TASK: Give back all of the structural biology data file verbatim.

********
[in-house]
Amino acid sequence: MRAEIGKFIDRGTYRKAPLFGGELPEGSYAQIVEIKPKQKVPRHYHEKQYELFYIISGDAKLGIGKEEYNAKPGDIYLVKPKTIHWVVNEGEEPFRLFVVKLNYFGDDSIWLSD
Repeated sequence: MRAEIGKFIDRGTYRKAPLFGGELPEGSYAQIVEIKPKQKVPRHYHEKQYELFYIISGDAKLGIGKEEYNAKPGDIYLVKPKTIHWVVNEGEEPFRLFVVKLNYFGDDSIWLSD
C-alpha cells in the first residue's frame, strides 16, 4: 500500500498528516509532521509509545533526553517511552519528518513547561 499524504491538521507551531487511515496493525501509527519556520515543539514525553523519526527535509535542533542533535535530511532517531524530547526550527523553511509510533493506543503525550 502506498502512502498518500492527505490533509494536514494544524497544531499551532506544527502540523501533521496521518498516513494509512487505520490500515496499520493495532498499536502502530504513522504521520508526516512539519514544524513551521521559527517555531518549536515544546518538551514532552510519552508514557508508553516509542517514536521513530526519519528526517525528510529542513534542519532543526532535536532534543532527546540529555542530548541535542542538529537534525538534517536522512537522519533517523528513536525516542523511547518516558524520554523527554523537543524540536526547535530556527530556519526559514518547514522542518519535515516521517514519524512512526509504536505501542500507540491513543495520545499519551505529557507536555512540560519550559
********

[in-house]
Amino acid sequence: MRAEIGKFIDRGTYRKAPLFGGELPEGSYAQIVEIKPKQKVPRHYHEKQYELFYIISGDAKLGIGKEEYNAKPGDIYLVKPKTIHWVVNEGEEPFRLFVVKLNYFGDDSIWLSD
Repeated sequence: MRAEIGKFIDRGTYRKAPLFGGELPEGSYAQIVEIKPKQKVPRHYHEKQYELFYIISGDAKLGIGKEEYNAKPGDIYLVKPKTIHWVVNEGEEPFRLFVVKLNYFGDDSIWLSD
C-alpha cells in the first residue's frame, strides 16, 4: 500500500498528516509532521509509545533526553517511552519528518513547561 499524504491538521507551531487511515496493525501509527519556520515543539514525553523519526527535509535542533542533535535530511532517531524530547526550527523553511509510533493506543503525550 502506498502512502498518500492527505490533509494536514494544524497544531499551532506544527502540523501533521496521518498516513494509512487505520490500515496499520493495532498499536502502530504513522504521520508526516512539519514544524513551521521559527517555531518549536515544546518538551514532552510519552508514557508508553516509542517514536521513530526519519528526517525528510529542513534542519532543526532535536532534543532527546540529555542530548541535542542538529537534525538534517536522512537522519533517523528513536525516542523511547518516558524520554523527554523537543524540536526547535530556527530556519526559514518547514522542518519535515516521517514519524512512526509504536505501542500507540491513543495520545499519551505529557507536555512540560519550559